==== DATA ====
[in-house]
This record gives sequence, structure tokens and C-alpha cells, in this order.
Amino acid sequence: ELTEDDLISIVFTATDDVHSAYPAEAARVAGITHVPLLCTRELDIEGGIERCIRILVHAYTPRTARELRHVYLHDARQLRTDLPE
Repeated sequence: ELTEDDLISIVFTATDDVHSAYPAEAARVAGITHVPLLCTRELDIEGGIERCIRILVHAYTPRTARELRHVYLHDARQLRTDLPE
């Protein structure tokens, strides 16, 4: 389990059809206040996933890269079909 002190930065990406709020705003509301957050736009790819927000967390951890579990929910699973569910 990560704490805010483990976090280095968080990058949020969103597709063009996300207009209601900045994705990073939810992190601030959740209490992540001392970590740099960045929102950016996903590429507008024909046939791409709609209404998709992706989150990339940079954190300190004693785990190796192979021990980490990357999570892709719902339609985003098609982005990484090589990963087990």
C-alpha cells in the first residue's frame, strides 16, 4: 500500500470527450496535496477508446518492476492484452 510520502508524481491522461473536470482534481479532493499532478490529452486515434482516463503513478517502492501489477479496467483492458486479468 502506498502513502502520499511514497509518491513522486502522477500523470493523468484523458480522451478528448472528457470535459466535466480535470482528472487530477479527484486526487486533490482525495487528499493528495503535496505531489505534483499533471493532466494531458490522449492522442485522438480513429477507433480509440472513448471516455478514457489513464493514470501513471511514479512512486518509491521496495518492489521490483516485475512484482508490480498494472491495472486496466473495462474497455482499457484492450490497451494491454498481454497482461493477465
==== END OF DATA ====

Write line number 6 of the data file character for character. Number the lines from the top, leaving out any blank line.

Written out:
C-alpha cells in the first residue's frame, strides 16, 4: 500500500470527450496535496477508446518492476492484452 510520502508524481491522461473536470482534481479532493499532478490529452486515434482516463503513478517502492501489477479496467483492458486479468 502506498502513502502520499511514497509518491513522486502522477500523470493523468484523458480522451478528448472528457470535459466535466480535470482528472487530477479527484486526487486533490482525495487528499493528495503535496505531489505534483499533471493532466494531458490522449492522442485522438480513429477507433480509440472513448471516455478514457489513464493514470501513471511514479512512486518509491521496495518492489521490483516485475512484482508490480498494472491495472486496466473495462474497455482499457484492450490497451494491454498481454497482461493477465